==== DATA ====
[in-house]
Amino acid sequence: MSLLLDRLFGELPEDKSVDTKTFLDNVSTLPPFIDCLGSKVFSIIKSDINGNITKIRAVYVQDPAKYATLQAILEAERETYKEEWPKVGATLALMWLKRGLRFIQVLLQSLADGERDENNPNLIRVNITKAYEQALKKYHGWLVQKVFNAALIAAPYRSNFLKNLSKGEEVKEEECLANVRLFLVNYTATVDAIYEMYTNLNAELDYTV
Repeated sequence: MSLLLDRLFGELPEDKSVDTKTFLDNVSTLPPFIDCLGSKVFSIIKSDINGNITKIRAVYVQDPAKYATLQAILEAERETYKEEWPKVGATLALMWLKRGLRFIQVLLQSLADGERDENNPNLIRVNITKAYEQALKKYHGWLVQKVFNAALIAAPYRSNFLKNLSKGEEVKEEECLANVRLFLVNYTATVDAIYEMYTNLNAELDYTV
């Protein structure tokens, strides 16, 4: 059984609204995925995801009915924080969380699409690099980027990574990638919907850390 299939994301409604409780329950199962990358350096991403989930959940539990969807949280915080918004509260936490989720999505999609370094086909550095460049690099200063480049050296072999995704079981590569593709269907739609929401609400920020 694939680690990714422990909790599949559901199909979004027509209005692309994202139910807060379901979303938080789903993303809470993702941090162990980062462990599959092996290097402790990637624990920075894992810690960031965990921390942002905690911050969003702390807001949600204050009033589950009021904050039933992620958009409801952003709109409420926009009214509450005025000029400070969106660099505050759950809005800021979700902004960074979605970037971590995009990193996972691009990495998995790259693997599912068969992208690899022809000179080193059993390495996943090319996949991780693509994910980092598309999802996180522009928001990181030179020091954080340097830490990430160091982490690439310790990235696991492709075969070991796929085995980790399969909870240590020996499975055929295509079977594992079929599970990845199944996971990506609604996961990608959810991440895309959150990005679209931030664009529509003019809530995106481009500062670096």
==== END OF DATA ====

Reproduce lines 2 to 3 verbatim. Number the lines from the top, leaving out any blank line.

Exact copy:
Amino acid sequence: MSLLLDRLFGELPEDKSVDTKTFLDNVSTLPPFIDCLGSKVFSIIKSDINGNITKIRAVYVQDPAKYATLQAILEAERETYKEEWPKVGATLALMWLKRGLRFIQVLLQSLADGERDENNPNLIRVNITKAYEQALKKYHGWLVQKVFNAALIAAPYRSNFLKNLSKGEEVKEEECLANVRLFLVNYTATVDAIYEMYTNLNAELDYTV
Repeated sequence: MSLLLDRLFGELPEDKSVDTKTFLDNVSTLPPFIDCLGSKVFSIIKSDINGNITKIRAVYVQDPAKYATLQAILEAERETYKEEWPKVGATLALMWLKRGLRFIQVLLQSLADGERDENNPNLIRVNITKAYEQALKKYHGWLVQKVFNAALIAAPYRSNFLKNLSKGEEVKEEECLANVRLFLVNYTATVDAIYEMYTNLNAELDYTV